“Make Sure You Tell The Whole Story”October 3rd, 2013
On September 8 – 21, 2013, Dr. Michael Gable, Director, Mission Office, Ms. Melonise Knight, Dr. Jessie Thomas, Ms. Barbara Wuest, Mrs. Donna Goddard, Mrs. Nor-Rita Winters, and I traveled to Ghana, West Africa on a mission trip. This trip was very important for me because it allowed me to fulfill a promise I had made to my friend and mentor, the late Rev. Paul Rehling.
It would be very easy for me to describe the wonderful people I met: Most Rev. Gabriel Mante – Diocese of Jasikan, Most Rev. Peter Atuahene – Diocese of Goaso, Most Rev. Gabriel Anoke – Archdiocese of Kumasi, Monsignor Vincent, Rev. Lawrence, Rev. Emmanuel, Rev. Frank, Sr. Phillipine, Augustine, Kennedy and the people of Ghana; the cities: Accra, Keta, Jasikan, Kumasi, Obuasi, Cape Coast, and Elmina; the sites: Secretariat of Kumasi, Atlantic Ocean African Coastline, Ayedee Catholic School, Jasikan Pastoral and Social Center, Wli Waterfalls and Elmina Castle.
But, it was the words of Bishop Atuahene that struck me the most, for he said, “Make sure you tell the whole story of the Ghanaian people and their culture.” The words pierced me because I was being challenged to look beyond the depth of poverty, oppression, and the corruption that seizes the people and the country.
During one of our informal gatherings, I asked Bishop Atuahene, “When you encourage the youth of Africa to dream, what is the dream?” Bishop Atuahene responded, “The dream is for them to know the dignity of life in their lifetime. The people of Goaso support themselves as subsistence farmers. The village will not survive if we fail to educate our children and give them skills to support themselves and their families.”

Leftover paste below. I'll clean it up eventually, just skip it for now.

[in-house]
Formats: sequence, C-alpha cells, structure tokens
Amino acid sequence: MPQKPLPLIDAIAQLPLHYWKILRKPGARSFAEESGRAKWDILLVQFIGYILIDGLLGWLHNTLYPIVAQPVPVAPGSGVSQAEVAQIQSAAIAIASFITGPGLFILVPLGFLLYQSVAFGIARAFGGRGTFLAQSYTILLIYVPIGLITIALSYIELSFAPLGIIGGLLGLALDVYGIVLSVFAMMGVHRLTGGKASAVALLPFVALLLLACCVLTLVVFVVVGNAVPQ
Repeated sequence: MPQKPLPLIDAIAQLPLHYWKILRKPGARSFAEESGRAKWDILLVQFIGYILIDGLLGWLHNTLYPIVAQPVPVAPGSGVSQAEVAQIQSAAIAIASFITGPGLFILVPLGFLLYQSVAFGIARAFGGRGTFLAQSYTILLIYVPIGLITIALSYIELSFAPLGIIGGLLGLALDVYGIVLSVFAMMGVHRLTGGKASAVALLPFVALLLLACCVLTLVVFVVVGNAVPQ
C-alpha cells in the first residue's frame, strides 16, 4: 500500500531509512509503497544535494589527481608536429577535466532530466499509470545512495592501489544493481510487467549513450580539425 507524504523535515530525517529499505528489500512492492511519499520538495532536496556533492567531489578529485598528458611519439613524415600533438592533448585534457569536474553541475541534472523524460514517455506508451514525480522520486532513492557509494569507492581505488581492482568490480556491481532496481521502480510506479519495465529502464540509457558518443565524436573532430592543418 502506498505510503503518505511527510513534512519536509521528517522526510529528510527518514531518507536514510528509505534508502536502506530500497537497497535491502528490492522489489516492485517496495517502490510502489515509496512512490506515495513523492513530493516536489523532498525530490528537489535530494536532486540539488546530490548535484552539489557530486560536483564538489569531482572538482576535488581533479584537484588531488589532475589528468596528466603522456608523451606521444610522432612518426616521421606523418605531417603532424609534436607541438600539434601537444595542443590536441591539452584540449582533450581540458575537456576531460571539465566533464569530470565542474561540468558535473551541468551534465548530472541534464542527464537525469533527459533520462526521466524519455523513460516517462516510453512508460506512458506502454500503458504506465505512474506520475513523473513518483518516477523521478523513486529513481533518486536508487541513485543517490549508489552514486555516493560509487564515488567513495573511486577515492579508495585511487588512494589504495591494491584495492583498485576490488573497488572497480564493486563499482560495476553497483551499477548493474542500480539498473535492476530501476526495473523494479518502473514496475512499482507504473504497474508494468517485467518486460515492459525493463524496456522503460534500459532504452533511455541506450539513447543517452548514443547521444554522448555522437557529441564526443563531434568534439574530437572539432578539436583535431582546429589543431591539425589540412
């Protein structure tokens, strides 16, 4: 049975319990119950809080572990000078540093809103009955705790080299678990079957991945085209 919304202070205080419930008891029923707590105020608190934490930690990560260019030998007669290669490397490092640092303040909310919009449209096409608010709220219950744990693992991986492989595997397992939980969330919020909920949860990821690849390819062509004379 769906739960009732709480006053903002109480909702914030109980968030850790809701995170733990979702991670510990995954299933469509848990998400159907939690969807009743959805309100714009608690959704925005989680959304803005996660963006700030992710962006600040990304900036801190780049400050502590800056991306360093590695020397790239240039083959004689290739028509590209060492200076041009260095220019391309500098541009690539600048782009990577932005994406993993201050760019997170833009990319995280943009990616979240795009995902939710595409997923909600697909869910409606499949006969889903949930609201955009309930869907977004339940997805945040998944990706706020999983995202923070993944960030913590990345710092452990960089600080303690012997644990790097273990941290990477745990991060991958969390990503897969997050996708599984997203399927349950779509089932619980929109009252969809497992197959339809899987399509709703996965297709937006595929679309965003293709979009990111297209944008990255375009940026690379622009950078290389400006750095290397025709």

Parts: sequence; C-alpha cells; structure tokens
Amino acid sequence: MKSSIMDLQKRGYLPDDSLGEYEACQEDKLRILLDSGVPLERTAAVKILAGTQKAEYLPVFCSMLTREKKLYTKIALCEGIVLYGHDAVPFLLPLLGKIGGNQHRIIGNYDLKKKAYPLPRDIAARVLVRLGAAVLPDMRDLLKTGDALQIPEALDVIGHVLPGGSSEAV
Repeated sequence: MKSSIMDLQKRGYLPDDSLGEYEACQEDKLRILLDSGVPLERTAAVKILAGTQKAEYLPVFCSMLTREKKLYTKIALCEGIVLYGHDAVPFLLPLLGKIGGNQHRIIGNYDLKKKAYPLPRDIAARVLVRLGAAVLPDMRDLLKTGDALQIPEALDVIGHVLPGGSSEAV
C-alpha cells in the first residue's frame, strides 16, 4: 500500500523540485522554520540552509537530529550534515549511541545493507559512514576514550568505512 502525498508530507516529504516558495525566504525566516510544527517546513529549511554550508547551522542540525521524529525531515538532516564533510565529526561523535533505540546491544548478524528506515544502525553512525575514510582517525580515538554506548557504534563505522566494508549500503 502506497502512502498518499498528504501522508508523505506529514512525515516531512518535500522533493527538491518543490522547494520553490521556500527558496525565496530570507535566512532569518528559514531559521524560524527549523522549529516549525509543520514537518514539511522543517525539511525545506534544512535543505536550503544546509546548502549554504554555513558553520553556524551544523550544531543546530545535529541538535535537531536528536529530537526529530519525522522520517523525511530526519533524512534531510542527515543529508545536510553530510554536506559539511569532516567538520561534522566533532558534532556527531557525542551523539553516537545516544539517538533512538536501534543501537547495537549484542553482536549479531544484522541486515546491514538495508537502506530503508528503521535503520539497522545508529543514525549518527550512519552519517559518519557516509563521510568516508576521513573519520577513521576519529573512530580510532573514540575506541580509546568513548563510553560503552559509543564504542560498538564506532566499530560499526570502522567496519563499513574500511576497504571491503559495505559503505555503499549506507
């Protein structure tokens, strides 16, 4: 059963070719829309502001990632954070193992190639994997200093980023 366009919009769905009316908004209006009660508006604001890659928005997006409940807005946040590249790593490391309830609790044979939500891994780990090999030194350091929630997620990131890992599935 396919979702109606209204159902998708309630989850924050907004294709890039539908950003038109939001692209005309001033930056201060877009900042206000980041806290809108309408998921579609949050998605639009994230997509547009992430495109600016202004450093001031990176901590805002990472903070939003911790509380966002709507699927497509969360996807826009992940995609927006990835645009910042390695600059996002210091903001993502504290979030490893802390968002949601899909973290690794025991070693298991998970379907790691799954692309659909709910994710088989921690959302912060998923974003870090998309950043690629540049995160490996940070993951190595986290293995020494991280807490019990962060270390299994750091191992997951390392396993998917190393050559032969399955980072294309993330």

Even though poverty, oppression and corruption are a major part of their daily lives, there is progress being made in Ghana. There are new roads and bridges that provide greater access to each other and the world. There are wells which gives them access to clean water which leads to better health. There are more homes with access to electricity.
Though impoverished, the greatest gifts of the Ghanaian people are their culture, faith, joy, and hope. Bishop Atuahene said it this way, “I am encouraged that the people get up early every morning to meet the needs of the day. They do this without complaint and with great joy. They do so knowing that God will take care of them, and that is the joy of my ministry.”